Influencing Factors on Moral Licensing Effect: A Meta-Analytic Approach: An Abstract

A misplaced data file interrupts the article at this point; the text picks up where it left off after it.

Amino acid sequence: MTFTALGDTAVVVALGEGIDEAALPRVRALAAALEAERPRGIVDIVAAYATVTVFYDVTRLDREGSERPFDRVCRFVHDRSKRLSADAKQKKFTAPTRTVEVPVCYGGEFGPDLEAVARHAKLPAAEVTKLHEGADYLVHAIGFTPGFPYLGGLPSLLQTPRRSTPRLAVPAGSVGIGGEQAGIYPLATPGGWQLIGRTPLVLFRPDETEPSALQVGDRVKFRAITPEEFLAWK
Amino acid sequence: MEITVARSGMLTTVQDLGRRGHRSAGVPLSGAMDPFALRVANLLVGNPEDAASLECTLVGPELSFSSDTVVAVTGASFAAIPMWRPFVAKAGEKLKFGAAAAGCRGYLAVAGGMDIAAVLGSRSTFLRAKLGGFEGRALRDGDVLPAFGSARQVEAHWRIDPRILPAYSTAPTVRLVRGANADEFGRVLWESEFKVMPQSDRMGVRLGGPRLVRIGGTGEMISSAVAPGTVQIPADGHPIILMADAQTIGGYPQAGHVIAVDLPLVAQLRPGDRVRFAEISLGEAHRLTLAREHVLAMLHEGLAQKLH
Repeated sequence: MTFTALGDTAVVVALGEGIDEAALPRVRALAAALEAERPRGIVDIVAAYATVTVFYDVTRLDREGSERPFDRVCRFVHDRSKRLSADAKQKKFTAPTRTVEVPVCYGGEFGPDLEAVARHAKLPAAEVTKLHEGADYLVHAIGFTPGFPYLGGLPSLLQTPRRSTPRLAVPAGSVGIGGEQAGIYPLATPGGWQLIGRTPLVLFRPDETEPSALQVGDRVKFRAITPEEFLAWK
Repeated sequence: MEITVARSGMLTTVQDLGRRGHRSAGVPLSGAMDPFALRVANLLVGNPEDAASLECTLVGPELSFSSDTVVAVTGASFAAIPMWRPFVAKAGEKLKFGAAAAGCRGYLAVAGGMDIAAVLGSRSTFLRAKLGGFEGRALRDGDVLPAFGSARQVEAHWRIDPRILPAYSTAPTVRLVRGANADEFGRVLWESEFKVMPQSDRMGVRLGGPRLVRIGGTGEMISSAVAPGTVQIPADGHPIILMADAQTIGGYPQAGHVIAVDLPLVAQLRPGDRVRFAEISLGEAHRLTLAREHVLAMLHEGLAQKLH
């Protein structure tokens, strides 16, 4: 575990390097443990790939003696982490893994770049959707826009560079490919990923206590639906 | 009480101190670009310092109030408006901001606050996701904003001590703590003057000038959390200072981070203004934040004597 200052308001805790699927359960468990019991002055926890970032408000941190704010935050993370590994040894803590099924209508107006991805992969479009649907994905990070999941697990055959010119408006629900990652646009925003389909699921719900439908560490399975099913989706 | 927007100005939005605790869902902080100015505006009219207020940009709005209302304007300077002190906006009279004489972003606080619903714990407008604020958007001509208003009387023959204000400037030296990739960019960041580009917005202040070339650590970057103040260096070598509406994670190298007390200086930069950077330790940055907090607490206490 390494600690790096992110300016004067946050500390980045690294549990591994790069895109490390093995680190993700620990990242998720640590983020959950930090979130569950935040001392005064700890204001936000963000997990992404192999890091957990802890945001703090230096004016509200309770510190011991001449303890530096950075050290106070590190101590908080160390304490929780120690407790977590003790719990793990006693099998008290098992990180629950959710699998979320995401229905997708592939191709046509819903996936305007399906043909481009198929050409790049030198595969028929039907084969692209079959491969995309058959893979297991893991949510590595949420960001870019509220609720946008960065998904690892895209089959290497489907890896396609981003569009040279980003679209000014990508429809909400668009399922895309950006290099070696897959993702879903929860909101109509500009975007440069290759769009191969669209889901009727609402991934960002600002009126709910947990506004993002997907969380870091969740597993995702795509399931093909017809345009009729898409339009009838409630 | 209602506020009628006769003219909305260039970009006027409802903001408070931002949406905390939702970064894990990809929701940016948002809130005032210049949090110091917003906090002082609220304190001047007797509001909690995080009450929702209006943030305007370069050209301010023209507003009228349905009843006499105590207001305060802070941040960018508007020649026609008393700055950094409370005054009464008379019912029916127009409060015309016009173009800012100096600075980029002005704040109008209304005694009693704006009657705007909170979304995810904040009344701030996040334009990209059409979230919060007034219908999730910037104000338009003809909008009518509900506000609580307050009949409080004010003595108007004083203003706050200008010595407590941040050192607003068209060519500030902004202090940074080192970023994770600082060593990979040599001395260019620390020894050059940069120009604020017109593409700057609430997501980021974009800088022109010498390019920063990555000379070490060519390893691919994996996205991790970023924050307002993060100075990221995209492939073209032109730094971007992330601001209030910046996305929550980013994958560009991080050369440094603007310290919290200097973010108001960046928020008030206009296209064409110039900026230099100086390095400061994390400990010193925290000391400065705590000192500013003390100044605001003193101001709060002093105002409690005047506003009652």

Moral licensing is a nonconscious effect that provides a moral boost in the self-concept, which increases the preference for a relative immoral action by dampening the negative self-attributions associated with such behavior. Applied to a marketing context, moral licensing explains why a purchase of a green product (a positive moral act) is likely to increase the likelihood of subsequently purchasing a luxury good (a negative moral act) or why donating to charity before purchasing a self-indulgent product increases the willingness to pay for this item. This study addresses the question which factors systematically influence the size of this effect by conducting a meta-analysis and meta-regressions. Results of a meta-regression analysis indicate that both cultural background and the type of comparison combined explain more than 20% of the total variation of moral licensing effect’s size. For the first time, we demonstrate that moral licensing effect differs between culturally distinct regions, with higher effects in North American samples compared to Western Europeans. Moreover, in Southeast Asian samples, the effect is reversed in direction, meaning that performing a good deed increases the likelihood of doing good subsequently. Our results indicate that marketing measures building on this effect might lead to different revenues in different markets.
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